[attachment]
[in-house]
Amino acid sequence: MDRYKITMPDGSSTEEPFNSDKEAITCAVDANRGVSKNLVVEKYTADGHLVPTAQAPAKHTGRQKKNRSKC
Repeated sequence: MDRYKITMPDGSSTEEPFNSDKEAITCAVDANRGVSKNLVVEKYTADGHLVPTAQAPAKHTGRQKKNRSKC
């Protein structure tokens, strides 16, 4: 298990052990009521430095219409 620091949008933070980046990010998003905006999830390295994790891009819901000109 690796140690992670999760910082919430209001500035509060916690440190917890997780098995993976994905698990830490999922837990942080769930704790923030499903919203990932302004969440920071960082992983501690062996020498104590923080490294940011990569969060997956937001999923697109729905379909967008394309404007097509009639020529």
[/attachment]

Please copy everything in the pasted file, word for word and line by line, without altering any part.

[in-house]
Amino acid sequence: MDRYKITMPDGSSTEEPFNSDKEAITCAVDANRGVSKNLVVEKYTADGHLVPTAQAPAKHTGRQKKNRSKC
Repeated sequence: MDRYKITMPDGSSTEEPFNSDKEAITCAVDANRGVSKNLVVEKYTADGHLVPTAQAPAKHTGRQKKNRSKC
């Protein structure tokens, strides 16, 4: 298990052990009521430095219409 620091949008933070980046990010998003905006999830390295994790891009819901000109 690796140690992670999760910082919430209001500035509060916690440190917890997780098995993976994905698990830490999922837990942080769930704790923030499903919203990932302004969440920071960082992983501690062996020498104590923080490294940011990569969060997956937001999923697109729905379909967008394309404007097509009639020529």